Join us for Bookworm Trivia: a family event for Reading Hour and test your literary trivia skills.
Saturday 15 August | 4.30pm to 6.30pm | Springwood Library
How well read are you? Do you know your Dickens from your Dark? Can you recognise a quote or identify a book by its cover? Why not get together a team and help us celebrate the wonder of literature as part of the 2015 Reading Hour event. There are trivia questions for everyone, a performance from the Blaxland Ukulele players and fun activities for kids and adults alike.
To join us book in though any library, form a table or request to be joined up to a team. All welcome, light refreshments provided. A FREE event. Phone 4723 5040 for more information.
The Girl on The Train by Paula Hawkins
Double Day | 2015 | 316 pages.
Found on the Adult Crime Fiction shelves at HAWKINS
Plot Summary : A debut psychological thriller that will forever change the way you look at other people’s lives.
Rachel takes the same commuter train every morning. Every day she rattles down the track, flashes past a stretch of cozy suburban homes, and stops at the signal that allows her to daily watch the same couple breakfasting on their deck. She’s even started to feel like she knows them. “Jess and Jason,” she calls them. Their life—as she sees it—is perfect. Not unlike the life she recently lost. Then she sees something shocking. It’s only a minute until the train moves on, but it’s enough. Now everything’s changed. Unable to keep it to herself, Rachel offers what she knows to the police, and becomes inextricably entwined in what happens next, as well as in the lives of everyone involved. Has she done more harm than good? (Source : Amazon)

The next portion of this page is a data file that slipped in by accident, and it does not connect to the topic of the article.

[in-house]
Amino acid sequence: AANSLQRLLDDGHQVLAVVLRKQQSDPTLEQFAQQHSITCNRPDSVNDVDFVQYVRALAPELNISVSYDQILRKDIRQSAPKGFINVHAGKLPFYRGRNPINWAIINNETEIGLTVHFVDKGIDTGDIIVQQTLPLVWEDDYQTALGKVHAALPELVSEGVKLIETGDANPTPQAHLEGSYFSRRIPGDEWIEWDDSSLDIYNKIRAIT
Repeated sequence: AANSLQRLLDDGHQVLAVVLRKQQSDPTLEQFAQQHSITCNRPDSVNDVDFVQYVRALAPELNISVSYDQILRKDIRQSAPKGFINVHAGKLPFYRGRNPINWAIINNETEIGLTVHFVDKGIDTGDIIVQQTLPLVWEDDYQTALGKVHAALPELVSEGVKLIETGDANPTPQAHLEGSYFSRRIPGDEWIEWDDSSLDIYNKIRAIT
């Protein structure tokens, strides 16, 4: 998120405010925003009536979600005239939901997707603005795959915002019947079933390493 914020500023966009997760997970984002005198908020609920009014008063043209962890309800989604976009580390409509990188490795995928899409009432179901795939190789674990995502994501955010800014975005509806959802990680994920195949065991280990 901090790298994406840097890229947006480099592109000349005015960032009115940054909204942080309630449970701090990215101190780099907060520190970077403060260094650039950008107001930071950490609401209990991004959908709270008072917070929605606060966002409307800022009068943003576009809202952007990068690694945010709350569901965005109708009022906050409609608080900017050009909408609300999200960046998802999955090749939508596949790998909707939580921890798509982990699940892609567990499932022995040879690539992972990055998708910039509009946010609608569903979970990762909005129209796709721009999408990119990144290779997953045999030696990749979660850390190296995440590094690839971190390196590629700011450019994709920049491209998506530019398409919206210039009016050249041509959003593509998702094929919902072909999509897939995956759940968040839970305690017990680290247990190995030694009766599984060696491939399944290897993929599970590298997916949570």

Review : An interesting thriller and a debut novel along the same lines as Gone Girl.
It is easy to read with lots of twists and turns but not as exciting as Gone Girl in my opinion.
Reviewed by : Carolyn
Best Read : The Girl on The Train by Paula Hawkins
Australian Author : The Last Dance by Fiona McIntosh
General Fiction : The Secrets of Midwives by Sally Hepworth
Crime : The Sandman by Lars Kepler
Romance/Saga : The Silk Thief by Deborah Challinor
The first chapter of the much anticipated Harper Lee novel, Go Set a Watchman, has been released, a few days before the book is finally available on July 14th.
The Guardian’s Go Set a Watchman page has a whole lot of fascinating links to explore –
- Follow all the live reaction and commentary
- Profile of Harper Lee: a late twist in the tale of an adored writer
- Reading group: Harper Lee’s social insight rests on storytelling genius
- Ed Pilkington on the mystery of the missing manuscript
- Go Set a Watchman book jackets: a designer reads the artwork
- Guardian readers’ alternative covers for the new novel
- Try our children’s books quiz on To Kill A Mockingbird
Click through to the Library catalogue and put a Hold on the book for yourself.
Today, the State Library of NSW announced the 2015 National Biography Award shortlist. The winner will be announced on Monday 3 August.
Congratulations to the authors. The shortlisted books are:
Philip Butterss, An Unsentimental Bloke: The Life and Work of C.J. Dennis (Wakefield Press)
Gabrielle Carey, Moving Among Strangers: Randolph Stow and My Family (UQP)
Philip Dwyer, Citizen Emperor: Napoleon in Power 1799-1815 (Bloomsbury)
David Leser, To Begin to Know: Walking in the Shadows of My Father (Allen & Unwin)
Helen O’Neill, A Singular Vision, Harry Seidler (Harper Collins Publishers)
Liam Pieper, The Feel-Good Hit of the Year: A Memoir (Penguin Books Australia)